During the past year, PBD has presented about 75 free online programs, “with many more to come through August,” company leaders said. “The only time we’ve charged for tickets was when we teamed with Actors’ Playhouse on the streaming production of The Belle of Amherst.” That production raked in funds for both companies. In fact, except for The Belle of Amherst, PBD has gone without revenue from ticket sales since February, 2020.

Beryl said that money to pay for PBD’s free online programs came from donations and reserve funds. She added that PBD runs on a more than $3 million budget. And half of that comes annually from donations. This has allowed PBD to keep ticket prices affordable, Beryl said. She added she’s particularly pleased that donors in 2020 matched their donation amounts from 2019 — even though PBD, like almost every theater company, didn’t present live, in-person productions after the pandemic started.

“We’re extremely grateful for (patrons’) faith in us and we really appreciate their help in enabling all of us to breathe easier once we return to the theater. “We need their help to create a safe and sanitary environment for their return to the theater.”

In addition to installing a new HVAC system, work at PBD will include upgrading facilities and ticketing procedures to allow for as much of a touch-free patron experience as possible. Also, the company will add numerous sanitation stations, and increase cleaning frequency. That includes disinfectant spraying of the audience chamber before and after every performance.

The Belle of Amherst was a breath of fresh air for all of us who miss going to the theatre,” said Louise Snyder, chairwoman of PBD’s board of directors. “It was a beautiful production that met Dramaworks’ high standards, but it lacked one thing: an audience. In order to ensure everyone’s safety and peace of mind when they return to the theatre, PBD’s new practices and procedures are essential – and costly. So now we’re asking patrons to contribute whatever you can to this capital campaign, knowing that when you come to see a show at PBD, you’ll not only be able to ‘take a deep breath,’ but (know that) you’ve helped make these new protocols a reality.”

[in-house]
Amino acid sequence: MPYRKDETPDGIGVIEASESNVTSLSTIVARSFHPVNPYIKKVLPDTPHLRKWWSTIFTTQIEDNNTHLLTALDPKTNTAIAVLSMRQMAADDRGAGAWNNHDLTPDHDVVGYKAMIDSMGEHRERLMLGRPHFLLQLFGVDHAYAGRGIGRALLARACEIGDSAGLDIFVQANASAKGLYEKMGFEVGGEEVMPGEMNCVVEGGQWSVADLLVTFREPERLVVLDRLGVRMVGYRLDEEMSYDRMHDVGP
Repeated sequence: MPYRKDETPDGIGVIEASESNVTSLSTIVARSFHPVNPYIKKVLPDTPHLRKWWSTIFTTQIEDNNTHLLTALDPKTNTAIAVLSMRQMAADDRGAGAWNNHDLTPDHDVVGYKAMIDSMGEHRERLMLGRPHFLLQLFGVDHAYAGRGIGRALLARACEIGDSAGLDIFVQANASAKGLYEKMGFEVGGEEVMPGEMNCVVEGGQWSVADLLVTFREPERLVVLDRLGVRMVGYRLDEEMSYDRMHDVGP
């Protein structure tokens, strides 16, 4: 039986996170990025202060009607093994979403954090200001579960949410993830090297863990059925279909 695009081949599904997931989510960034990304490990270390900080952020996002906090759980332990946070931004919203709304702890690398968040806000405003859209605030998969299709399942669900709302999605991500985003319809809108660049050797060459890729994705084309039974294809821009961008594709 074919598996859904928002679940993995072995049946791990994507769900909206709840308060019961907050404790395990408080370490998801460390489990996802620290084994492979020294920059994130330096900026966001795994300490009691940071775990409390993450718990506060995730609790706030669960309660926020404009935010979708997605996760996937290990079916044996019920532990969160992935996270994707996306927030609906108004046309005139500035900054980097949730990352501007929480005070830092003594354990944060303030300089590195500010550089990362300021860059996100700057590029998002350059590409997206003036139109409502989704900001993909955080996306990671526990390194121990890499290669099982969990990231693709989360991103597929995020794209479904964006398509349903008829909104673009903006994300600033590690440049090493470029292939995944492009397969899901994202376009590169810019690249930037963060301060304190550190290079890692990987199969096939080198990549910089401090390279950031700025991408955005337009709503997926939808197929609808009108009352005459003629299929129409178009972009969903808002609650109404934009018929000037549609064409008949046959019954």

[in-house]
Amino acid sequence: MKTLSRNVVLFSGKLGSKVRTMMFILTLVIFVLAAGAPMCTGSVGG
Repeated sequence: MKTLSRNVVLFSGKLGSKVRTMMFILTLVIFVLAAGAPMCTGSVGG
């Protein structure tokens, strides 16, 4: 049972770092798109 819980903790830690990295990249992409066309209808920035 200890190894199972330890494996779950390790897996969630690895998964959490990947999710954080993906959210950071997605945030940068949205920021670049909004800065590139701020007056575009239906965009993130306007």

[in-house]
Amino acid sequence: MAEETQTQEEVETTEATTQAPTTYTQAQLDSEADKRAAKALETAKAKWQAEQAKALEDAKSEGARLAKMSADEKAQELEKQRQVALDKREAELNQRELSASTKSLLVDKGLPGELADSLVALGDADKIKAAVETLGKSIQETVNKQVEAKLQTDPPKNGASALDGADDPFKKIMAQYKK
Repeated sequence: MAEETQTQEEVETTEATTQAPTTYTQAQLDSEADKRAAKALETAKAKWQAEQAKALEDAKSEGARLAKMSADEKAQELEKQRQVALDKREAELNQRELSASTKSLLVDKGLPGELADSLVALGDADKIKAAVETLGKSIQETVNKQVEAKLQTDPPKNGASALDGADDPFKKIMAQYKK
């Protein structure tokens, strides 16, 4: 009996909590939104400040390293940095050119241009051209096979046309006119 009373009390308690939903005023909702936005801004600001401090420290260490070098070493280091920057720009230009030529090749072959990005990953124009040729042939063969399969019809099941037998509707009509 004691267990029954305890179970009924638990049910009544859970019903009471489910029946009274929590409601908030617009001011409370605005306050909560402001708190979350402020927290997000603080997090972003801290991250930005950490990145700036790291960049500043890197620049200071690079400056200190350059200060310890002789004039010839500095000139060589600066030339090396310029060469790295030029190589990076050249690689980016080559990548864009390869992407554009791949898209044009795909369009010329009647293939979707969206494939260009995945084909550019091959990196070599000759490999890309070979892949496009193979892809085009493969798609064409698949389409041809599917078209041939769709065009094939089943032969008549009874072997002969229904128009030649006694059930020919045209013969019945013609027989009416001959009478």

To donate toward the Take a Deep Breath campaign, go to palmbeachdramaworks.org/donate. Or, make a check payable to Palm Beach Dramaworks, and mail it to 201 Clematis St. West Palm Beach, Fla. 33401. You can also call Director of Development Carla Bryant at (561) 514-4042 ext. 106.

“We’re hoping these new protocols will put everyone’s mind at ease so that they can just delight in being back in the theatre and enjoy this great lineup of plays, without worrying about the air they breathe,” said Producing Artistic Director William Hayes. “However, we also recognize that a segment of our patrons might be wary about sitting in a full theatre and won’t be quite ready to return. If that’s the case, we may have to reduce the run of each play this coming season by a week. But we’re keeping the closing date flexible, depending on the response.”